Bangerth Sorry For ‘Magnifico’
The managing director of the company that went bust producing German equine spectacular “Magnifico” says she feels sorry for anyone who lost out on its collapse.
“Yes, I feel very sorry for anybody who believed in this dream – for every artist, employee, investor, service provider, sponsor, and ticket buyer,” Julia Bangerth told Pollstar.
Last July, Magnifico Circus GmbH & Co. filed for insolvency at the district court in Munich.
The same court blocked the disposal of the company’s assets Oct. 1 because that wouldn’t raise enough to cover the costs of the sale.
Bangerth and global promoter Marcel Avram, who says his only involvement with “Magnifico” was “supervising the group of investors,” have not disclosed how much money the production owed.
“Obviously, being the investors’ representative and with my marketing tools and promotion experience, it was a must for me to help keep this show alive as long as I could,” Avram explained, apparently referring to his efforts to get ticketing giant CTS Eventim to come to the rescue.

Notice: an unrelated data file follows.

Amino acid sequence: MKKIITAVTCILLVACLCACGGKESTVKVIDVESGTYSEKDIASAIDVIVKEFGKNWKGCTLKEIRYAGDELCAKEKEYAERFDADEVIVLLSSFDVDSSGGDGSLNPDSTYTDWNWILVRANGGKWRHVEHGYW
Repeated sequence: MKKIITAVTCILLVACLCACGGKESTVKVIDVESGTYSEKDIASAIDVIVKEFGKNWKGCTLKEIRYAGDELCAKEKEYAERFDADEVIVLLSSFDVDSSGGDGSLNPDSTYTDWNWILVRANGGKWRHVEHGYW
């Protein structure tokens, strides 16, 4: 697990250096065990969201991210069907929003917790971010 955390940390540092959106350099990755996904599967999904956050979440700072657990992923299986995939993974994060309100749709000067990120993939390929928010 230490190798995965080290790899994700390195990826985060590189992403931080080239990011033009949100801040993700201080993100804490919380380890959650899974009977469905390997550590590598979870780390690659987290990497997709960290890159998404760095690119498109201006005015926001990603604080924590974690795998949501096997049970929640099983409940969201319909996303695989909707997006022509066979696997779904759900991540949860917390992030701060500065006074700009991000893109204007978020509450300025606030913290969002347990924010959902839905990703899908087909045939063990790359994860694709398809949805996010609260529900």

At the time of the insolvency filing, Avram said his information indicated the show had “enough assets such as horses, costumes, production items, etcetera” to be sold to “pay back most of the outstanding amounts.”
Bangerth and Avram both blame the “Magnifico” disaster on Austrian show producer André Heller.
Bangerth says Heller, who had global success with “Afrika! Afrika!” “promised a lot and did not deliver a show as breathtaking as expected.”
Avram said Heller “puts the blame on others whenever one of his many shows fails.”
Figures that were made available suggest Heller had a budget of euro 5.5 million ($7.14 million) for the production but spent twice that amount.
The weekly running costs went up to $900,000, which Avram claimed made it “more expensive than any other worldwide show.”
Heller had earlier told German media it was Avram’s project and his fault it folded.
“Magnifico” premiered in Munich to good reviews but sold only 57,000 of 136,000 tickets.